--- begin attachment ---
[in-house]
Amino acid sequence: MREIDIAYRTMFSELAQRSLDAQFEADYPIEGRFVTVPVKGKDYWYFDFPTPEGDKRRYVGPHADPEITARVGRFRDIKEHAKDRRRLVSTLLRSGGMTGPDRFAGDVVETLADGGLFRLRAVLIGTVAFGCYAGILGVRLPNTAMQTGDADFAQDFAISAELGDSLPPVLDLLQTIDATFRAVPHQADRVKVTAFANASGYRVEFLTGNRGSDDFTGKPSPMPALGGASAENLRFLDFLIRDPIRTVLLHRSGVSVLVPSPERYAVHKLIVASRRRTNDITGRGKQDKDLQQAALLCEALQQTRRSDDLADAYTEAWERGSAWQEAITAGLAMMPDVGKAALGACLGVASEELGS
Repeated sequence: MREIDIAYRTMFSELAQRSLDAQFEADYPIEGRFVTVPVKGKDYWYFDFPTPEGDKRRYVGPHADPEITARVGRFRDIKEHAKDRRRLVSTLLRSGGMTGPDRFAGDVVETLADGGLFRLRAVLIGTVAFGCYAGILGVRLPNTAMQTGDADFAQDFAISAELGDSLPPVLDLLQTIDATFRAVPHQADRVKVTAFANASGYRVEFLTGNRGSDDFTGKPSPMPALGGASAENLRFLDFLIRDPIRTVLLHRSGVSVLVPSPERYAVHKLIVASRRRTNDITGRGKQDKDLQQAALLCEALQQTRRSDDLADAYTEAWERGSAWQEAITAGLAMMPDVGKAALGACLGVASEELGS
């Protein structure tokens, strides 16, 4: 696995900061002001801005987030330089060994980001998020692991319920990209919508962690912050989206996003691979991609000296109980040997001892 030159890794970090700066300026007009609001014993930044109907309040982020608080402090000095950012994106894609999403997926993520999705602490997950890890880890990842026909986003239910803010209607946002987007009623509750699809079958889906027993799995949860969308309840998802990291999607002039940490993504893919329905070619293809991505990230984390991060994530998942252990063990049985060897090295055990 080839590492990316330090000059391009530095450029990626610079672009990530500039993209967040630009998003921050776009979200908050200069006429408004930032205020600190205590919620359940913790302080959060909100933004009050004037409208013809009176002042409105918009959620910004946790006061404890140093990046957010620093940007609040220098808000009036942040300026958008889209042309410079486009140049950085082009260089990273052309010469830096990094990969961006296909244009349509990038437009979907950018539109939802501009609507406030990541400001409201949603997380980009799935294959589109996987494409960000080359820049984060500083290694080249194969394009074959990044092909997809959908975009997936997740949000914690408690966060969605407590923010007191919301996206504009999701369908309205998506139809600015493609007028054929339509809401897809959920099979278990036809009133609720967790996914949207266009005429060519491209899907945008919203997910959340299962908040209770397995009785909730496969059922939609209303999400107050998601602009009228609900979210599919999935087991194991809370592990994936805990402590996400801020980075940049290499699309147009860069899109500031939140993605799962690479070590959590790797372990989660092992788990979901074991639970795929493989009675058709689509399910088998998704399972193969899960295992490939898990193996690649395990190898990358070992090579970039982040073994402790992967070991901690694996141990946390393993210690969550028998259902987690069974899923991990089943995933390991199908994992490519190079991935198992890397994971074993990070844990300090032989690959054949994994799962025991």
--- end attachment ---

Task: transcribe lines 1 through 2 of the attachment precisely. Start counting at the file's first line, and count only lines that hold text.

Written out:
[in-house]
Amino acid sequence: MREIDIAYRTMFSELAQRSLDAQFEADYPIEGRFVTVPVKGKDYWYFDFPTPEGDKRRYVGPHADPEITARVGRFRDIKEHAKDRRRLVSTLLRSGGMTGPDRFAGDVVETLADGGLFRLRAVLIGTVAFGCYAGILGVRLPNTAMQTGDADFAQDFAISAELGDSLPPVLDLLQTIDATFRAVPHQADRVKVTAFANASGYRVEFLTGNRGSDDFTGKPSPMPALGGASAENLRFLDFLIRDPIRTVLLHRSGVSVLVPSPERYAVHKLIVASRRRTNDITGRGKQDKDLQQAALLCEALQQTRRSDDLADAYTEAWERGSAWQEAITAGLAMMPDVGKAALGACLGVASEELGS